Unlike our forefathers who were born elsewhere, the current generation are born right here – tanah tumpahnya darahku (land where my blood flows).

It as if the price of Malaysian citizenship costs millions and requires more than one generation to be fully paid.

I am not trying to be a sourpuss, merely to point out some important things under the veneer of how fortunate and blessed this country is with its various culinary dishes and peaceful multi-ethnic living.

With Malaysia’s golden anniversary in two years time, it seems like she has not grown up very much.

Still, Happy Merdeka to all!


Espion said...

"How can we call ourselves Malaysians when ... "

Have you heard of "Malaysian Malaysia"?

That was the slogan that got Singapore kicked out of Malaysia.

It was used by the PAP when it was campaigning in elections in the Peninsular.

Tunku kicked out LKY in early Aug hoping that he will crawl back to him before Merdeka. But LKY cried on TV and steeled himself and called himself Singaporean instead.

But to this day, maybe like non-Malay Malaysians too, we do not really know who is a Singaporean.

Chaichakri said...

Hi Derek,

Race-based politics is actually GOOD for Malaysians. Imagine, if there are no CHinese-baed parties, who would be championing the welfare of the Chinese community?

Derek, it is unfair to comment for a non political person. You have to join either MCA or Gerakan to know what it feels to champion the welfare of the people.

I may be narrow minded, but it will be a long day in the futrue for Malaysia to see a true Bangsa Malaysia. It is an ideal that would take decades!

We are all ONE MALAYSIA but only with a lot of different heritage!

weeshiong said...

You're right. Flag-flying is not quite the same as patriotism. And sometimes I just wonder if those convoys were done in the spirit of nationalism or simply for the sake of having a convoy (which is basically a chance for people to get out in big groups of bikes and make lotsa noise).

Alex said...

48 years already. Long way for a nation. Although many aspects of this country still suck, I am loving it. Why? This is where I was born. It's still a beautiful place although many jerks are destroying it.
For those jerks out there making Malaysia a bad place for us to live, take note: this is not only your country, it belongs to all Malaysians. I am Chinese of ethnic origin, but I do not pledge any allegiance any other country. I am local-born like you and why I am treated differently than you? Is it because of my ethnicity, my skin colour, my physical look that are inherited from my forefathers that came hundred years ago? Is that equality? Is that fairness? Is that the meaning of Merdeka?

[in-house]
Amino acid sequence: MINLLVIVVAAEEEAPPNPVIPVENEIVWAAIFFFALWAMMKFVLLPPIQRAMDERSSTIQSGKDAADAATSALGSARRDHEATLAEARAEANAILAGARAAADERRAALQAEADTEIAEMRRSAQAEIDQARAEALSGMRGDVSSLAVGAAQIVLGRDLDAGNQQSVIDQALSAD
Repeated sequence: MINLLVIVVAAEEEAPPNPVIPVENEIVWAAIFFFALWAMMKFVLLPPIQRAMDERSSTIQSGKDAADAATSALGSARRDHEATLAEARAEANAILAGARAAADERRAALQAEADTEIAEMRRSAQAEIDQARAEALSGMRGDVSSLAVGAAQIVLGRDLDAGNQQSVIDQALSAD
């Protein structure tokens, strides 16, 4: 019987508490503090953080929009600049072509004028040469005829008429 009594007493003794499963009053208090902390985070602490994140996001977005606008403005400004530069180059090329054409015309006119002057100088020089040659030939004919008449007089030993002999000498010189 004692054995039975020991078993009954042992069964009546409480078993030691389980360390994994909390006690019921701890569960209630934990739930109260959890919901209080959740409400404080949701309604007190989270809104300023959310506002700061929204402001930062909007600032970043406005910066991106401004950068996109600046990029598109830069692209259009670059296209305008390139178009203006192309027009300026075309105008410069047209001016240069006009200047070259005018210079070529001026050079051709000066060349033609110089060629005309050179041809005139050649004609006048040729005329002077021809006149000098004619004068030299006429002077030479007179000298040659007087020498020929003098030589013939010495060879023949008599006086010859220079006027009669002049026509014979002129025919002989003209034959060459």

For heaven's sake, we are Malaysians too!!! It is you whom made us different. You made us "non-Bumis", you made us "non-Muslims". Then you systematically reduce many of our chances into universities and getting scholarships. And then you made it difficult for us to form businesses, made us pay full price for houses, restrict us from certain jobs. We have no advantages except for our resilience and hardwork.
"Mungkin mereka sibuk mengumpul kekayaan di bumi bertuah ini."
Then??? Sit here and wait for government help? Tell me what should I do if I don't help myself.
So you are jealous that some of us quite successful. You are suspicious of our loyalty. I tell you what: I AM A MALAYSIAN and I am proud to be one. I do my duties as a citizen even though I have no advantages like you do or don't participate in flag-flying convoys. I am loyal to this country and this country alone, even though you still treat me as "bangsa lain", a 2nd class citizen, an immigrant. For this, I will continue to stay on and fight, hoping one day you'll understanding that we are no different than you do, that we all are to be treated the same (without the privileges) and forge ahead for the well being of the nation. When that day comes, Malaysia can declare the true Merdeka.

(Note: The term "you" implies chauvinists only. Not everyone is a bigot. Please do not be offended, I'm trying to be frank only.)

Musang said...

nicely said... and nicely think of.

i just want to write this in.

my brother's late girlfriend was a chinese. my mom approved her. even called her my daughter in-law. and she drag us all to her funeral not so long ago.

my mom is a malay woman. i'm from pure malay blood.

so what does that make us?

Derek said...

espion: I suppose both countries not only share a common history, but also a future. A future that is challenging and ever-changing for its people.

Though I think Singapore is doing a better job charting its future.

kitjar: Race-based politics is only good for the politicians. Politicians should be championing for the marginalised, no matter what race they are.

If our education system is fair and fully on merit, will we need politicians to "champion" top students into university?

Does poverty discriminate?

weeshiong: As it was published by the Utusan, there is always the possibility that the writer and even the publication itself may have ulterior motives.

Alex: Very nicely put, Alex. Especially the last paragraph.